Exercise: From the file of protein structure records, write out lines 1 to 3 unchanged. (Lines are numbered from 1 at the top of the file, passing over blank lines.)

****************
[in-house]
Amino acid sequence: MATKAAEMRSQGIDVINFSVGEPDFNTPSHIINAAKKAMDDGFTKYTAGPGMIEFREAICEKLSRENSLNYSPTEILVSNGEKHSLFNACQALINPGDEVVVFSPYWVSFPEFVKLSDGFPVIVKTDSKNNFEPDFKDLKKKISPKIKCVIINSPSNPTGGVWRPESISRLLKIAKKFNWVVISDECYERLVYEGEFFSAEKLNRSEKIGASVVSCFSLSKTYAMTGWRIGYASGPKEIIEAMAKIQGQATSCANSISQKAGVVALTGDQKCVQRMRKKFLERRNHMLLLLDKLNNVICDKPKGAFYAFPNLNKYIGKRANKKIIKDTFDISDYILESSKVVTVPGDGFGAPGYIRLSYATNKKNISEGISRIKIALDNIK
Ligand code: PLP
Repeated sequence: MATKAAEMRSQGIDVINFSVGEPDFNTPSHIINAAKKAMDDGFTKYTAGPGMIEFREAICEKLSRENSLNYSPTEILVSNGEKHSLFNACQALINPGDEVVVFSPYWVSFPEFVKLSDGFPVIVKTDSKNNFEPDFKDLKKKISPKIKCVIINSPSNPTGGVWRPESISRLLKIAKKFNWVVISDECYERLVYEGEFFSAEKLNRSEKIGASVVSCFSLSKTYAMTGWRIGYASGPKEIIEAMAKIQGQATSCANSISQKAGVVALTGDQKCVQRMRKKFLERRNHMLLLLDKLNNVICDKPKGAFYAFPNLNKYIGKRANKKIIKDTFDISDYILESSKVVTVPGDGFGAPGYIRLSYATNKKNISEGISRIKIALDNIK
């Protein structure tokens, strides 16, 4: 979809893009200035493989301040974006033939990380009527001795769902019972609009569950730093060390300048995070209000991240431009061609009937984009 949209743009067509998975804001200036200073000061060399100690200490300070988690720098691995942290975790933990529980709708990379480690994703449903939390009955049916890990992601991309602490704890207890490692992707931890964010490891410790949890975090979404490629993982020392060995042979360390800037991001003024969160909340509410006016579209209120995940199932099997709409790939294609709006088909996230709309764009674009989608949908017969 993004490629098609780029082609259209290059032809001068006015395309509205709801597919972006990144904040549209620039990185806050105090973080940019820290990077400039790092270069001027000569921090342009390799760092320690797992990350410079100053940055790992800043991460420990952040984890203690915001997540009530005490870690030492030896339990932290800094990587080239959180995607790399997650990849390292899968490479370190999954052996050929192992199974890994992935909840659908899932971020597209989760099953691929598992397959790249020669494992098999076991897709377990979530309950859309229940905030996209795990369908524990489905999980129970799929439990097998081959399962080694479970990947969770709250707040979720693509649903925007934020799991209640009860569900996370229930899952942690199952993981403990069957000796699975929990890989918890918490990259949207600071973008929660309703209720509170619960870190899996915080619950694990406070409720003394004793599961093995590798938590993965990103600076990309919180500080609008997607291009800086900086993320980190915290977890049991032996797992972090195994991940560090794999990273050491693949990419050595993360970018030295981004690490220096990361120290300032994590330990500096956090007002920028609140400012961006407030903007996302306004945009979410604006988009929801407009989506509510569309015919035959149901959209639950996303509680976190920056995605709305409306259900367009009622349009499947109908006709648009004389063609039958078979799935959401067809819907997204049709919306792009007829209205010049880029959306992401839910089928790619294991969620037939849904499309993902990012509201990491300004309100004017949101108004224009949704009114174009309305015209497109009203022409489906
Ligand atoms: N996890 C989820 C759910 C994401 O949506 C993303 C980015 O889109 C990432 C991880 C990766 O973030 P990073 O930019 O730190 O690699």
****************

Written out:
[in-house]
Amino acid sequence: MATKAAEMRSQGIDVINFSVGEPDFNTPSHIINAAKKAMDDGFTKYTAGPGMIEFREAICEKLSRENSLNYSPTEILVSNGEKHSLFNACQALINPGDEVVVFSPYWVSFPEFVKLSDGFPVIVKTDSKNNFEPDFKDLKKKISPKIKCVIINSPSNPTGGVWRPESISRLLKIAKKFNWVVISDECYERLVYEGEFFSAEKLNRSEKIGASVVSCFSLSKTYAMTGWRIGYASGPKEIIEAMAKIQGQATSCANSISQKAGVVALTGDQKCVQRMRKKFLERRNHMLLLLDKLNNVICDKPKGAFYAFPNLNKYIGKRANKKIIKDTFDISDYILESSKVVTVPGDGFGAPGYIRLSYATNKKNISEGISRIKIALDNIK
Ligand code: PLP